TOKYO (AFP, REUTERS) – Japan on Tuesday (July 26) executed a man convicted of killing seven people in a stabbing rampage in Tokyo’s popular Akihabara electronics district in 2008, local media reported.

The Justice Ministry declined to immediately confirm reports on national broadcaster NHK and other outlets that Tomohiro Kato had been executed over the attack.

On June 8, 2008, Kato ran a rented truck into a crowd of pedestrians at the busy shopping district before going on a stabbing rampage, killing seven people and injuring 10.

He told police: “I came to Akihabara to kill people. It didn’t matter who I’d kill.”

He was arrested on the spot.

Police said he documented his deadly journey to Akihabara on Internet bulletin boards, typing messages on a mobile phone from behind the wheel of the truck and complaining of his unstable job and his loneliness.

The son of a banker, Kato grew up in Aomori prefecture in Japan’s north, where he graduated from a top high school. He failed his university entrance exams and eventually trained as an auto mechanic, reports said.

Prosecutors said Kato’s self-confidence had plummeted after a woman he had chatted with online abruptly stopped emailing him after he sent her a photograph of himself.

His anger against the general public grew when his comments on an Internet bulletin board, including his plans to go on a killing spree, were met with no reaction at all, prosecutors said.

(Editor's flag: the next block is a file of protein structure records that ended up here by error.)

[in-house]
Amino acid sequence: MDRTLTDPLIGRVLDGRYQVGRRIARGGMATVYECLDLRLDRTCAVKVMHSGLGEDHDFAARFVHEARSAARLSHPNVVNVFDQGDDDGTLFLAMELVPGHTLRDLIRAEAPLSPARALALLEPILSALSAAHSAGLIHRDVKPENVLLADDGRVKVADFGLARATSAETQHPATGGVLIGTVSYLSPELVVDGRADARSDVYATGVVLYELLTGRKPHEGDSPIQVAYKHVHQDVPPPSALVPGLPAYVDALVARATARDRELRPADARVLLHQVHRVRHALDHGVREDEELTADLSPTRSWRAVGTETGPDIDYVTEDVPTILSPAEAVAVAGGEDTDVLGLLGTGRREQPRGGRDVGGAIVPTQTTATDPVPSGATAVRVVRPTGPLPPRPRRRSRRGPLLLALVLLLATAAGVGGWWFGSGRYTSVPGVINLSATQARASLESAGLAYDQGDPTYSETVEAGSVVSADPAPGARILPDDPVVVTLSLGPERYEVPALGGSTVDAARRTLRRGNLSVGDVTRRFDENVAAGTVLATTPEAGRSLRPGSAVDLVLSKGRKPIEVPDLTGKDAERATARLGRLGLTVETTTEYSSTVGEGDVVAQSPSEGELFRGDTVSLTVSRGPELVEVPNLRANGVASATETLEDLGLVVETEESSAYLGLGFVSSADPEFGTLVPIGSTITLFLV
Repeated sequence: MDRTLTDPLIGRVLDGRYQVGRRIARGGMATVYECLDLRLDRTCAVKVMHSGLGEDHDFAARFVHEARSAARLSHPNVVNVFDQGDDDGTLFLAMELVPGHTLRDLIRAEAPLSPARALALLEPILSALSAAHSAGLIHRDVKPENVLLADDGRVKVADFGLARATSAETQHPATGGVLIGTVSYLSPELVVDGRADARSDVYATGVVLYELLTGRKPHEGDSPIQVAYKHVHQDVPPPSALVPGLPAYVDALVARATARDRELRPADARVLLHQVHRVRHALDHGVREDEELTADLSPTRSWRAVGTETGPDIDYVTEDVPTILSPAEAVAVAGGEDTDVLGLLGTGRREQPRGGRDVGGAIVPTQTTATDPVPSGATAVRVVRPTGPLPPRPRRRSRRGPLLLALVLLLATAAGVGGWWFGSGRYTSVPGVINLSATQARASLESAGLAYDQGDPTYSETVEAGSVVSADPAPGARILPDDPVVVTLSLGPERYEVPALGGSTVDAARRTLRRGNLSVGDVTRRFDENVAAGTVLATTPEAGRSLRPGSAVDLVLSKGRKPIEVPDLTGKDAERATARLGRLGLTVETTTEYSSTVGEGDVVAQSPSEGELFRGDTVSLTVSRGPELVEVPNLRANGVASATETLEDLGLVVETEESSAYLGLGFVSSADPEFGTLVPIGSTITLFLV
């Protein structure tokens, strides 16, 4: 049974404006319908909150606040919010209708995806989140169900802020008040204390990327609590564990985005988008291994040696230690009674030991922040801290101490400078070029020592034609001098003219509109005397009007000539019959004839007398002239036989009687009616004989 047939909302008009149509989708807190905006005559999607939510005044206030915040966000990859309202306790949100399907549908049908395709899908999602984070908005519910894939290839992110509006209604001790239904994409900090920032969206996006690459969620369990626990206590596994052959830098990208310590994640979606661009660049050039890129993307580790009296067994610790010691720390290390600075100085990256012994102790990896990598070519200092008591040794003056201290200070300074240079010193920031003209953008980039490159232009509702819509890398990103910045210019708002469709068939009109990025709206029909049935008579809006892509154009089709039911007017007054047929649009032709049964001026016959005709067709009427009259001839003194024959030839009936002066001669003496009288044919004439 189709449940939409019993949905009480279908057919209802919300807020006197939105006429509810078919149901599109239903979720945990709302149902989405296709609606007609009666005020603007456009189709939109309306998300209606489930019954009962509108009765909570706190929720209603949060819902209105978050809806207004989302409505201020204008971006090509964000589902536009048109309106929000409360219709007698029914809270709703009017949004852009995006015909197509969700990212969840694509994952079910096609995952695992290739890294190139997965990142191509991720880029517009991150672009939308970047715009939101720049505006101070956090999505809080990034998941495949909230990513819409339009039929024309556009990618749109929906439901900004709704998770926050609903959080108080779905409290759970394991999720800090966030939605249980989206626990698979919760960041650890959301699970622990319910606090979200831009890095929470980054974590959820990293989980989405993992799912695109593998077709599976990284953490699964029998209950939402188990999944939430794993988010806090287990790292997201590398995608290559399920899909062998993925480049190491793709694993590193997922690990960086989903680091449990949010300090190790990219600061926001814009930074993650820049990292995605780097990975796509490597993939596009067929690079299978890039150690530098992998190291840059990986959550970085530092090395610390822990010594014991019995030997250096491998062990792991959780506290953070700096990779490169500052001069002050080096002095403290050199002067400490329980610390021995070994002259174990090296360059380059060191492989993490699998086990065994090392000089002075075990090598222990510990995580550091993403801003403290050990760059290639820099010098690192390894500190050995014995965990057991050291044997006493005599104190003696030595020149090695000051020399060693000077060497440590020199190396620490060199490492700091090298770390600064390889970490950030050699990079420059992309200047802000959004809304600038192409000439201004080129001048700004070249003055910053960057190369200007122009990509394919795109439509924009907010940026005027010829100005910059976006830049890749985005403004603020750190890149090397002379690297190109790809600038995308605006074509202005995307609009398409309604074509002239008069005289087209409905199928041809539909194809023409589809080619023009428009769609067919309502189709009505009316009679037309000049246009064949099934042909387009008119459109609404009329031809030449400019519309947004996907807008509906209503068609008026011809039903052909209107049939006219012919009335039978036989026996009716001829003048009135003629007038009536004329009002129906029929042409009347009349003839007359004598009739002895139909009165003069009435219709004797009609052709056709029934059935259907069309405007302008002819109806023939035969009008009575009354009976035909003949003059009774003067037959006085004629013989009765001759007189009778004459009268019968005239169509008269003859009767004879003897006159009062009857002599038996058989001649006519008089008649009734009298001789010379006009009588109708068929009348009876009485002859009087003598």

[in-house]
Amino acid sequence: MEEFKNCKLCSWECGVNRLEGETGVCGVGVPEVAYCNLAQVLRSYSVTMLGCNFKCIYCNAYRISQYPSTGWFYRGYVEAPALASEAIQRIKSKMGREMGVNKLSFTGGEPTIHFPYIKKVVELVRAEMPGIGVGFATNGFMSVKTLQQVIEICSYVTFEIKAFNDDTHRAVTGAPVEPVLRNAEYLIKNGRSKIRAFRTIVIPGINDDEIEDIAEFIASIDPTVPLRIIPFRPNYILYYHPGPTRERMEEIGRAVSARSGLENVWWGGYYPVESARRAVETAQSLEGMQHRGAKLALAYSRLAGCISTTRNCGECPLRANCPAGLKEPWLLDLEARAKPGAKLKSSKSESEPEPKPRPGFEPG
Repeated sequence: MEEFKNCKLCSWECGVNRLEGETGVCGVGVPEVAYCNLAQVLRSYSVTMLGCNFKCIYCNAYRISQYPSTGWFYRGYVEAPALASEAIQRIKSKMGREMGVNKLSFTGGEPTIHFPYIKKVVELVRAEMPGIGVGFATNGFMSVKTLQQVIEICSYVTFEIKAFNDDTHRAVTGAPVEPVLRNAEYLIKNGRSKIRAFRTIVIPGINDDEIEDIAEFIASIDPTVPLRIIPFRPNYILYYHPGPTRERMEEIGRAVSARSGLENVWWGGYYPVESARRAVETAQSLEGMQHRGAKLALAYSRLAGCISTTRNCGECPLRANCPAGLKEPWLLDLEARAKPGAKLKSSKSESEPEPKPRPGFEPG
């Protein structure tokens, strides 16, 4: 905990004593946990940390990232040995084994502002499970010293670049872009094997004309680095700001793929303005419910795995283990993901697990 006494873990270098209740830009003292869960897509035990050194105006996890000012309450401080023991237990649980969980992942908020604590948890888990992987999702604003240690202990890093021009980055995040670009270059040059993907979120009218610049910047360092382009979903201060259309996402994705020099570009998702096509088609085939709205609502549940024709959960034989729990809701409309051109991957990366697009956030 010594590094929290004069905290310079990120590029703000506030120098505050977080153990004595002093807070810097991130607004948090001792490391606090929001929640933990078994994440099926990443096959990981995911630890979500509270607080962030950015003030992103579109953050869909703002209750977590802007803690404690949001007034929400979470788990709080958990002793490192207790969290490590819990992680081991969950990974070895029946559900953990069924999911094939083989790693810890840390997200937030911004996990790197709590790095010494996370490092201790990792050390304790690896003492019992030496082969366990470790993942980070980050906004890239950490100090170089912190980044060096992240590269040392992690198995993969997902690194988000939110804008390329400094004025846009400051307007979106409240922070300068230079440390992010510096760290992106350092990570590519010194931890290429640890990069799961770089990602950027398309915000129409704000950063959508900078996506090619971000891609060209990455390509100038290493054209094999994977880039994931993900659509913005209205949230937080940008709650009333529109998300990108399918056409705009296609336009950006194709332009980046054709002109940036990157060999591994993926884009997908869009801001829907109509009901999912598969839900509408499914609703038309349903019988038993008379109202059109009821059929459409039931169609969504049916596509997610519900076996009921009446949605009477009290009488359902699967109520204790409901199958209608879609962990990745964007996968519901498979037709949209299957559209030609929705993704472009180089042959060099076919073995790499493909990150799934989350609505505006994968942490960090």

While awaiting trial, Kato wrote to a 56-year-old taxi driver whom he injured in the stabbing spree, expressing his remorse.

The victims “were enjoying their lives, and they had dreams, bright futures, warm families, lovers, friends and colleagues”, Kato wrote according to a copy published in the Shukan Asahi weekly.

The attack was Japan’s worst mass killing in seven years and Kato was sentenced to death in 2011, a decision that was upheld by Japan’s top court in 2015.

Kato’s execution is the first in Japan this year and comes after three prisoners were hanged in December 2021.

Japan is one of the few developed countries to retain the death penalty, and public support for capital punishment remains high despite international criticism, especially from rights groups.

Executions are carried out by hanging, generally long after sentencing.